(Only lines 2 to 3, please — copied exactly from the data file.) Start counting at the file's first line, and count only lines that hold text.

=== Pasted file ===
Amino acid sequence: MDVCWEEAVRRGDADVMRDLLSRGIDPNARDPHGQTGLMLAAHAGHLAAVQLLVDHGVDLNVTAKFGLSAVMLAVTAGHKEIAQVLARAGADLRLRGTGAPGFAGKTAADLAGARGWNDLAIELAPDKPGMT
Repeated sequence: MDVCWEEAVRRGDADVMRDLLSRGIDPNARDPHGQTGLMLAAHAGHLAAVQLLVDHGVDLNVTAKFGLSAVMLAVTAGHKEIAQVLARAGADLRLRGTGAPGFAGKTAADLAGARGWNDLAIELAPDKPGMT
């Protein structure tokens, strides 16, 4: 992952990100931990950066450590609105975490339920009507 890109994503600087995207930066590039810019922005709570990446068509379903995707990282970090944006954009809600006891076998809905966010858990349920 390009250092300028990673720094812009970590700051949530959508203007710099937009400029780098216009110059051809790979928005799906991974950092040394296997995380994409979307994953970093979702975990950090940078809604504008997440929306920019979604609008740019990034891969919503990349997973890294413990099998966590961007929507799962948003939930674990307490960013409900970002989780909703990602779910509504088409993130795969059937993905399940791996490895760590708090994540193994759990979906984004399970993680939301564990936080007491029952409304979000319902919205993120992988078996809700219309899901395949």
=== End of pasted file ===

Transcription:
Repeated sequence: MDVCWEEAVRRGDADVMRDLLSRGIDPNARDPHGQTGLMLAAHAGHLAAVQLLVDHGVDLNVTAKFGLSAVMLAVTAGHKEIAQVLARAGADLRLRGTGAPGFAGKTAADLAGARGWNDLAIELAPDKPGMT
């Protein structure tokens, strides 16, 4: 992952990100931990950066450590609105975490339920009507 890109994503600087995207930066590039810019922005709570990446068509379903995707990282970090944006954009809600006891076998809905966010858990349920 390009250092300028990673720094812009970590700051949530959508203007710099937009400029780098216009110059051809790979928005799906991974950092040394296997995380994409979307994953970093979702975990950090940078809604504008997440929306920019979604609008740019990034891969919503990349997973890294413990099998966590961007929507799962948003939930674990307490960013409900970002989780909703990602779910509504088409993130795969059937993905399940791996490895760590708090994540193994759990979906984004399970993680939301564990936080007491029952409304979000319902919205993120992988078996809700219309899901395949």